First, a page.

404 Media has obtained a cache of internal emails, presentations, memos, photos, and more which provide insight into how Fusus teams up with police departments to sell its surveillance technology. All around the country, city councils are debating whether they want to have a system that qualitatively changes what surveillance cameras mean for a town’s residents and public agencies. While many have adopted Fusus, others have pushed back, and refused to have the hardware and software installed in their neighborhoods. In some ways, Fusus is deploying smart camera technology that historically has been used in places like South Africa, where experts warned about it creating an ever present blanket of surveillance. Now, tech with some of the same capabilities is being used across small town America.
Rather than selling cameras themselves, Fusus’ hardware and software latches onto existing installations, which can include government-owned surveillance cameras as well as privately owned cameras at businesses and homes. It turns dumb cameras into smart ones. “In essence, the Fusus solution puts a brain into every camera connected with the system,” one memorandum obtained by 404 Media reads.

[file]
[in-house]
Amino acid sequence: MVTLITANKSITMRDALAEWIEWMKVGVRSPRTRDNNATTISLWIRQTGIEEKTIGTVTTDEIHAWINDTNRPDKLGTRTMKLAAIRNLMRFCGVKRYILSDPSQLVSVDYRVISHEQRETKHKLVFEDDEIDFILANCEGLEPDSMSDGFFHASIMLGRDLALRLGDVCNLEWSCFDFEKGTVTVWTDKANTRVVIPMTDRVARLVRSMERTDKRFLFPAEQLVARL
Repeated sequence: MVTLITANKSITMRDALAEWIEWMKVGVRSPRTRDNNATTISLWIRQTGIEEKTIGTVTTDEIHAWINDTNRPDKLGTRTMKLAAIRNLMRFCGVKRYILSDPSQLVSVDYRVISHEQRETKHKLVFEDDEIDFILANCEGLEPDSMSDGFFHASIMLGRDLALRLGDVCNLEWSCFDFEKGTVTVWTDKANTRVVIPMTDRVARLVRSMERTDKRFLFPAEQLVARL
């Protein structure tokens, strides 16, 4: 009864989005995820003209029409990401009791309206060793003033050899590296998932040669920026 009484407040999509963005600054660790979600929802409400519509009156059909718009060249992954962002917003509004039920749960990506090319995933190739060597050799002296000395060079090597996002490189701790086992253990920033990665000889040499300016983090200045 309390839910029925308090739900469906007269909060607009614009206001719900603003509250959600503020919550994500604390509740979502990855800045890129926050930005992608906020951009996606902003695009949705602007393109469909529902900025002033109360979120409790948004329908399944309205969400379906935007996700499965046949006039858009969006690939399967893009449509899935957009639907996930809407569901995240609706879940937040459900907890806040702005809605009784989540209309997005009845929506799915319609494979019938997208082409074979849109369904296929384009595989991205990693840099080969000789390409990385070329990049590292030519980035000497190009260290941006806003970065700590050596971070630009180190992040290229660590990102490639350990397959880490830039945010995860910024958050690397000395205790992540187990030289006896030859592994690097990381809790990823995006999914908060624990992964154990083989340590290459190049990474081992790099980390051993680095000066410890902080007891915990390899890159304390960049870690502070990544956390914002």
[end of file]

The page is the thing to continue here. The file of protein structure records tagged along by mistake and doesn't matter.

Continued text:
In addition to integrating with existing surveillance installations, Fusus’ hardware, called SmartCORE, can turn cameras into automatic license plate readers (ALPRs). It can reportedly offer facial recognition features, too, although Fusus hasn’t provided clear clarification on this matter.
The report says the system has been adopted by numerous police departments across the United States, with approximately 150 jurisdictions using Fusus. Orland Park police have called it a “game-changer.” It’s also being used internationally, launching in the United Kingdom.
Here’s what Beryl Lipton, investigative researcher at the Electronic Frontier Foundation (EFF), had to say about it: “The lack of transparency and community conversation around Fusus exacerbates concerns around police access of the system, AI analysis of video, and analytics involving surveillance and crime data, which can influence officer patrols and priorities. In the absence of clear policies, auditable access logs, and community transparency about the capabilities and costs of Fusus, any community in which this technology is adopted should be concerned about its use and abuse.”